Some Fear Pattern of Police Brutality
by Jannell McGraw
Reprinted with permission from the Montgomery Advertiser
200 Washington Avenue, Montgomery, Alabama 36104 (334) 262-1611
July 30, 2000

   It was almost 25 years ago when Bernard Whitehurst was killed by a Montgomery police officer.
   Police shot and killed Whitehurst, then 32, as he hid underneath a house near the scene of a robbery. It was Dec. 2, 1975.
   An investigation revealed a gun found by Whitehurst's body had been confiscated by police in a drug raid the year before.
   "There has been a pattern that goes back 25 years. This is not a new venue," said the Rev. John Alford Sr., president of the Montgomery County chapter of the Southern Christian Leadership Conference, who has called for the resignation of Montgomery Police Chief John Wilson following the alleged beating of Samuel Day as he was arrested earlier this month.
   Alford recently announced he had at least 16 cases where people of various ethnic backgrounds have accused Montgomery police officers of brutality.
   In the past five years, there have been at least four federal and circuit court cases accusing Montgomery police officers of brutality.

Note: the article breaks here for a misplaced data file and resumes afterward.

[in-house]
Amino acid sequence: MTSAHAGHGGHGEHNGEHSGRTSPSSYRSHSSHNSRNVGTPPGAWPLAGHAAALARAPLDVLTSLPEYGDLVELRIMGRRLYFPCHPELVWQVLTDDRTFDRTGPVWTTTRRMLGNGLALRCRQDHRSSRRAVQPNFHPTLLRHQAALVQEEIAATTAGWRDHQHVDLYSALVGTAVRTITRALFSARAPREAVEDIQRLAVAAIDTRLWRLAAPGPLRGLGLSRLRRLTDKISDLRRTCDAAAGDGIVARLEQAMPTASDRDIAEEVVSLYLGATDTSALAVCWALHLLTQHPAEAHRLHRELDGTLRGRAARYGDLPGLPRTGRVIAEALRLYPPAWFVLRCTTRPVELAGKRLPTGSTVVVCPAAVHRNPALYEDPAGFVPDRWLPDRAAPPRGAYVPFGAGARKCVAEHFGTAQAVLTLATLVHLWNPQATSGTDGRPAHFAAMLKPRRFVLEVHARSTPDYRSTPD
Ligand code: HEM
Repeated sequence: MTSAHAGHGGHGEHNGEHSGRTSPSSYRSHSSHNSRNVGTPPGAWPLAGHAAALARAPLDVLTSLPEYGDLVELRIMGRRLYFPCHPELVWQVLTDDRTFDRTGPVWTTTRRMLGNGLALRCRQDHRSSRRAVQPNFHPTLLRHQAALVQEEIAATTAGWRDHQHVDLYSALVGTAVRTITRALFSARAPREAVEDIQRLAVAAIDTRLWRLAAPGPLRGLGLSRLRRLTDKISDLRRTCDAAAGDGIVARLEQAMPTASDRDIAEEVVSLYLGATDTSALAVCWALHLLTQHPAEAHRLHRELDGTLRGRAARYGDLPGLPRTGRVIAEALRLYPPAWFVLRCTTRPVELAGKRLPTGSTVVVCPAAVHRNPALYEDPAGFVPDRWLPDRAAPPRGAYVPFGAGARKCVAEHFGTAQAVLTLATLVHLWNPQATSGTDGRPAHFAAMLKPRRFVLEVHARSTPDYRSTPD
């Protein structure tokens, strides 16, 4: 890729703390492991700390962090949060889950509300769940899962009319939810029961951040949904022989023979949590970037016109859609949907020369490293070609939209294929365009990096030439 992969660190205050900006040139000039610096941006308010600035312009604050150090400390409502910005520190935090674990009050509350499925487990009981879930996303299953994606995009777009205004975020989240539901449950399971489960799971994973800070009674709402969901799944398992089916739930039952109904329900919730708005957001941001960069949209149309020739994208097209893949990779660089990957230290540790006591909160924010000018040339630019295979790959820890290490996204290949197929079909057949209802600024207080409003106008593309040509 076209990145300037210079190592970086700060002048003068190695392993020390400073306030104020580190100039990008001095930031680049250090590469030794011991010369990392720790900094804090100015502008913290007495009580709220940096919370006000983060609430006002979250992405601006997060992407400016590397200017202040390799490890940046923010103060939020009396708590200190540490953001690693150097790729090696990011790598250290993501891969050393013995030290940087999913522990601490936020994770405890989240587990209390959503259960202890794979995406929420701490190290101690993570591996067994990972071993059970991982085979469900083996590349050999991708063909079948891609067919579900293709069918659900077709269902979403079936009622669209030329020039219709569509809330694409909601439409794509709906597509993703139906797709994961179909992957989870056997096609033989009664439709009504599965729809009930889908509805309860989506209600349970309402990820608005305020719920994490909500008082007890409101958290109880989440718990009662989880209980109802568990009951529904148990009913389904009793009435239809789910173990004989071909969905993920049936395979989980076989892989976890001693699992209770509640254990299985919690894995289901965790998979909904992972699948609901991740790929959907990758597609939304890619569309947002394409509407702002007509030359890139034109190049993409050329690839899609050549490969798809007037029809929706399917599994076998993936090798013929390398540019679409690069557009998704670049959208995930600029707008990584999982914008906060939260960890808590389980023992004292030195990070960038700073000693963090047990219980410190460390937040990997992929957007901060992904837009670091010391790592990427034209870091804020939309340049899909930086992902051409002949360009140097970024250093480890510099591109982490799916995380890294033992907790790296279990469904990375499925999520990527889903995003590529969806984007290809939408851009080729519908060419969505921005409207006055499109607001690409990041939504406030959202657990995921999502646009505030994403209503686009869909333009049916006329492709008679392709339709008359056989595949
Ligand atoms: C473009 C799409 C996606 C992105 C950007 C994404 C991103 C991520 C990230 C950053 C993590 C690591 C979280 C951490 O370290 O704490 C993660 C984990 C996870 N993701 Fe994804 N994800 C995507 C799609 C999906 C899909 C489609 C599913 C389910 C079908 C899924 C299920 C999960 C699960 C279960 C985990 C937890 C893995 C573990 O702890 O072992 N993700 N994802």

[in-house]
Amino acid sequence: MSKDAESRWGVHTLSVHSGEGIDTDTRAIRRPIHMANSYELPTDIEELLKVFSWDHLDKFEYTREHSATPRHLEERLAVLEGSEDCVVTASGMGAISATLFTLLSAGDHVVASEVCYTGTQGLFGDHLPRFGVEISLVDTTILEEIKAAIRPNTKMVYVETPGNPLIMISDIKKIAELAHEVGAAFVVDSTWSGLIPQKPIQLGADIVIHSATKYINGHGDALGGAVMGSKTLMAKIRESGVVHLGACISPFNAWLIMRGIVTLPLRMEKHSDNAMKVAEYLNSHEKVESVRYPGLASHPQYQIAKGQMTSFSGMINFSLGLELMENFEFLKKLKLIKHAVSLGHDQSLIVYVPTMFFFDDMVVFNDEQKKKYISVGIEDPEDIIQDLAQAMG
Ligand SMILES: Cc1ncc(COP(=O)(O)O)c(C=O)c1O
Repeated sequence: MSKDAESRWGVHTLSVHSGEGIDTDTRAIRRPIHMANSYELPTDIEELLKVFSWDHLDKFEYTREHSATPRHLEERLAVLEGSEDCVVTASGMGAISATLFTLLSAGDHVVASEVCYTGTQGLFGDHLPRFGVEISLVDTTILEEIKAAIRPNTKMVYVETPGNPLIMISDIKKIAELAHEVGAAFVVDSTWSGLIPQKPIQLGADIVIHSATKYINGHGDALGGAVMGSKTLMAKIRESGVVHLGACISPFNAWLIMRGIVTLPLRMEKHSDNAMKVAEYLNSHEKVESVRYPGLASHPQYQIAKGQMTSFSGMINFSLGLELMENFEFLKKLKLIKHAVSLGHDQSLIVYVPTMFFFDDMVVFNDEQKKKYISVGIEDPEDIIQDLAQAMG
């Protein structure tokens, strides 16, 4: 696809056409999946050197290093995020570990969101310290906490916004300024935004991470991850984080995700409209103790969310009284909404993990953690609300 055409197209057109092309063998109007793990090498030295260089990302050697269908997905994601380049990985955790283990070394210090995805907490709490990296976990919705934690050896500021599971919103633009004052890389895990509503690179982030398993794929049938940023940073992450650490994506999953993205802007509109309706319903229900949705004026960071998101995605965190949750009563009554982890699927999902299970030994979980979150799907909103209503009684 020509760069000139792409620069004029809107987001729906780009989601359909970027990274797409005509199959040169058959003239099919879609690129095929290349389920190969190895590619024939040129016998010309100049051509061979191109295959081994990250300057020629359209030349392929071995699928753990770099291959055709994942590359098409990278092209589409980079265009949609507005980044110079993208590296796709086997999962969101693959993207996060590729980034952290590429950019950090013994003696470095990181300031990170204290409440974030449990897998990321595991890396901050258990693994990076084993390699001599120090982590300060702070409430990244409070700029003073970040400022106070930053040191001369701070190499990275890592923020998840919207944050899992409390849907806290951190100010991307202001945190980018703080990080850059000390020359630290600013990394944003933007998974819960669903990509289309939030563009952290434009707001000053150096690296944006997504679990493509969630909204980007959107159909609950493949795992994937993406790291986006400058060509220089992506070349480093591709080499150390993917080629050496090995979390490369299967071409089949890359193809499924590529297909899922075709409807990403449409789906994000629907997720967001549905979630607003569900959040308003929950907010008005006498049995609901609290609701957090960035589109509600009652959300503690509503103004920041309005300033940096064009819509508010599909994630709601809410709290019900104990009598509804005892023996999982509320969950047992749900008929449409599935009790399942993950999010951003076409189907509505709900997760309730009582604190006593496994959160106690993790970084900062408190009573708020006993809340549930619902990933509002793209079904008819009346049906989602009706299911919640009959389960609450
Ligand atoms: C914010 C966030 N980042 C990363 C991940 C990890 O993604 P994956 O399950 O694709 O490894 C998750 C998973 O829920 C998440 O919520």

In the past five years, there have been at least four federal and circuit court cases accusing Montgomery police of brutality or misconduct, according to records obtained by the Montgomery Advertiser. All four were dismissed.
   While there are few cases actually filed in court, Alford claims dozens of police brutality and misconduct charges have been made against the city's police department. Wilson said he does not condone excessive force and he wants to make sure his officers are aware and don't cross that line.
   "As long as they do their job they know in their heart they don't have to fear that one misstep will get them fired," Wilson said. "People understand mistakes, but they don't understand dishonesty."
   The Whitehurst family members said they agree there is a history of police brutality and misconduct in Montgomery. They said the Samuel Day case and others are a "sad commentary" on the city's police force.
   Day accused two Montgomery police officers of beating him at the Quick Serve convenience store at the corner of Wares Ferry Road and Burbank Drive July 11. He suffered a fractured skull and broken arm.
   Florence Whitehurst, wife of Bernard Whitehurst, said the Day incident brought back terrible memories of her husband's death.